Exploiting stance for sociopolitical objectives. Stance is a term that refers to “the lexical and grammatical expression of attitudes, feelings, judgements or commitment concerning the propositional content of a message”. It gives an indication of how writers present themselves and communicate their opinions and commitment. Stance enables writers to position themselves in relation to others and to “stamp their personal authority onto their arguments or step back and disguise their involvement”.

TWT 73. #RedFriday demands @JDMahama should make prudent economic and social
policies that would make the standard of living better for Ghanaians.
TWT 74. #RedFriday demands Government should manage the exchange rate and save the #Ghana Cedi from the current free fall to prevent price hikes.
TWT 117. What do we want from all this? That we will hand to our children a Ghana better than we inherited from our fathers. #redFriday

The use of stance in the form of “evidentiality”, “affect” and “presence”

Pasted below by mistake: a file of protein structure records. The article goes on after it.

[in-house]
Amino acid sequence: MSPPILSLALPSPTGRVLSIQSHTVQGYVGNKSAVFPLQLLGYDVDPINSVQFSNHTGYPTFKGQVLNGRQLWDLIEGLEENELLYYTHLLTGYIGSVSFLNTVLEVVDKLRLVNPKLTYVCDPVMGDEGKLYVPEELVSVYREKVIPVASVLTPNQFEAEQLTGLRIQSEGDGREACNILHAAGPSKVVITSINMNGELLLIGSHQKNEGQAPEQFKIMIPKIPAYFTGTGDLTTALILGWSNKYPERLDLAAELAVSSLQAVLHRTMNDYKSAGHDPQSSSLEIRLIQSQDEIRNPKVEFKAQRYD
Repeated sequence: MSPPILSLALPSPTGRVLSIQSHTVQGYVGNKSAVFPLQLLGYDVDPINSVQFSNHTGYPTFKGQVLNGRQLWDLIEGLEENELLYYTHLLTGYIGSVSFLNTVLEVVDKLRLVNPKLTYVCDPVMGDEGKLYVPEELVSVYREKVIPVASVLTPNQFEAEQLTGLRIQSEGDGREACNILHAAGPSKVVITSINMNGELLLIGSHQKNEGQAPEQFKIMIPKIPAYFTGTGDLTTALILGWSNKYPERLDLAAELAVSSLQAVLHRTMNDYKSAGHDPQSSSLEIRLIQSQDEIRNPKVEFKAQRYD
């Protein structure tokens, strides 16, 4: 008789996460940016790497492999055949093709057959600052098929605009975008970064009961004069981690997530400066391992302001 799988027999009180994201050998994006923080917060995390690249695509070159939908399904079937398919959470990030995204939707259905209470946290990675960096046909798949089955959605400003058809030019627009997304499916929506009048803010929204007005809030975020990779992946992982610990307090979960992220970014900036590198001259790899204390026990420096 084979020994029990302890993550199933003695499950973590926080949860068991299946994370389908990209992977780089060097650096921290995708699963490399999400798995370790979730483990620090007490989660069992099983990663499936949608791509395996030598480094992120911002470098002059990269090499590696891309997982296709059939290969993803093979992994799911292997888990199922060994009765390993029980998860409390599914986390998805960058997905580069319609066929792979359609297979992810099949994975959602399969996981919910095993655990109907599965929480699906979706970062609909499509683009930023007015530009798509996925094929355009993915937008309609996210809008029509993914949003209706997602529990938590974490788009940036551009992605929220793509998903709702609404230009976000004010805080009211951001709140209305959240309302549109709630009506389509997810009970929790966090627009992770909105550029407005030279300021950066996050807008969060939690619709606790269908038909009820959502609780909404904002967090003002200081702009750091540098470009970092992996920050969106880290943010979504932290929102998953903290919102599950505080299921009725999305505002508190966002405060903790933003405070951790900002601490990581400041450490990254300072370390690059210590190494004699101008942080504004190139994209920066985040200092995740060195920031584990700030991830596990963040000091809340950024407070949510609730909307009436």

helped the protesters project their positions and underline their advocacy and civic engagement commitments to persuade the masses to support the goals of the protest.


The Occupy Ghana pressure group was founded in 2014 as a result of the #OccupyFlagstaffHouse and #RedFriday campaigns. It continues to play a pivotal role in national discussions. Its leaders and members make regular media appearances, and it has built alliances and partnerships with other civil society organisations, think tanks and political pressure groups to analyse and review public policies and initiatives.

The movement is an example of how social media campaigns and digital activism can be fruitful if they are followed up by practical and strategic offline actions.

Leave a Reply

Your email address will not be published. Required fields are marked *